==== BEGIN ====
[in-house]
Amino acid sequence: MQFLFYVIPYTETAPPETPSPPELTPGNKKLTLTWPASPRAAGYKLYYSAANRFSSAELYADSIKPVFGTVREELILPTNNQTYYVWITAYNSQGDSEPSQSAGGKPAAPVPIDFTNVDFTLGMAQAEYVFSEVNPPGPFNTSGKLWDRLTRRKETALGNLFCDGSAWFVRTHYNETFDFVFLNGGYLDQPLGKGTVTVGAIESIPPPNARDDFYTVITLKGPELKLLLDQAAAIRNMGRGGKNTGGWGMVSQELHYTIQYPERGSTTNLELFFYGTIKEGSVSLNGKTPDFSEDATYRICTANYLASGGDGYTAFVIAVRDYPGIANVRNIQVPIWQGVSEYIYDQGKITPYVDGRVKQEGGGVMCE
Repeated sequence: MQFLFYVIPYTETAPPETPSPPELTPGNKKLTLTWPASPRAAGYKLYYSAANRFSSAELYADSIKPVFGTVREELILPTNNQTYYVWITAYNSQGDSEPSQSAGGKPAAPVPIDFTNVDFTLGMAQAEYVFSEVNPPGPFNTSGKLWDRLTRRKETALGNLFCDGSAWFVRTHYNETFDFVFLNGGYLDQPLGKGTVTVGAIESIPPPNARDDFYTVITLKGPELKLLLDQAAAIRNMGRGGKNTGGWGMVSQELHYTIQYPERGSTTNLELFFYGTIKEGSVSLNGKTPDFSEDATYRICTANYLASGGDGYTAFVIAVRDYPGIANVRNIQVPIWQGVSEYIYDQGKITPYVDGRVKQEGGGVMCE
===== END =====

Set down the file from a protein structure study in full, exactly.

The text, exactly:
[in-house]
Amino acid sequence: MQFLFYVIPYTETAPPETPSPPELTPGNKKLTLTWPASPRAAGYKLYYSAANRFSSAELYADSIKPVFGTVREELILPTNNQTYYVWITAYNSQGDSEPSQSAGGKPAAPVPIDFTNVDFTLGMAQAEYVFSEVNPPGPFNTSGKLWDRLTRRKETALGNLFCDGSAWFVRTHYNETFDFVFLNGGYLDQPLGKGTVTVGAIESIPPPNARDDFYTVITLKGPELKLLLDQAAAIRNMGRGGKNTGGWGMVSQELHYTIQYPERGSTTNLELFFYGTIKEGSVSLNGKTPDFSEDATYRICTANYLASGGDGYTAFVIAVRDYPGIANVRNIQVPIWQGVSEYIYDQGKITPYVDGRVKQEGGGVMCE
Repeated sequence: MQFLFYVIPYTETAPPETPSPPELTPGNKKLTLTWPASPRAAGYKLYYSAANRFSSAELYADSIKPVFGTVREELILPTNNQTYYVWITAYNSQGDSEPSQSAGGKPAAPVPIDFTNVDFTLGMAQAEYVFSEVNPPGPFNTSGKLWDRLTRRKETALGNLFCDGSAWFVRTHYNETFDFVFLNGGYLDQPLGKGTVTVGAIESIPPPNARDDFYTVITLKGPELKLLLDQAAAIRNMGRGGKNTGGWGMVSQELHYTIQYPERGSTTNLELFFYGTIKEGSVSLNGKTPDFSEDATYRICTANYLASGGDGYTAFVIAVRDYPGIANVRNIQVPIWQGVSEYIYDQGKITPYVDGRVKQEGGGVMCE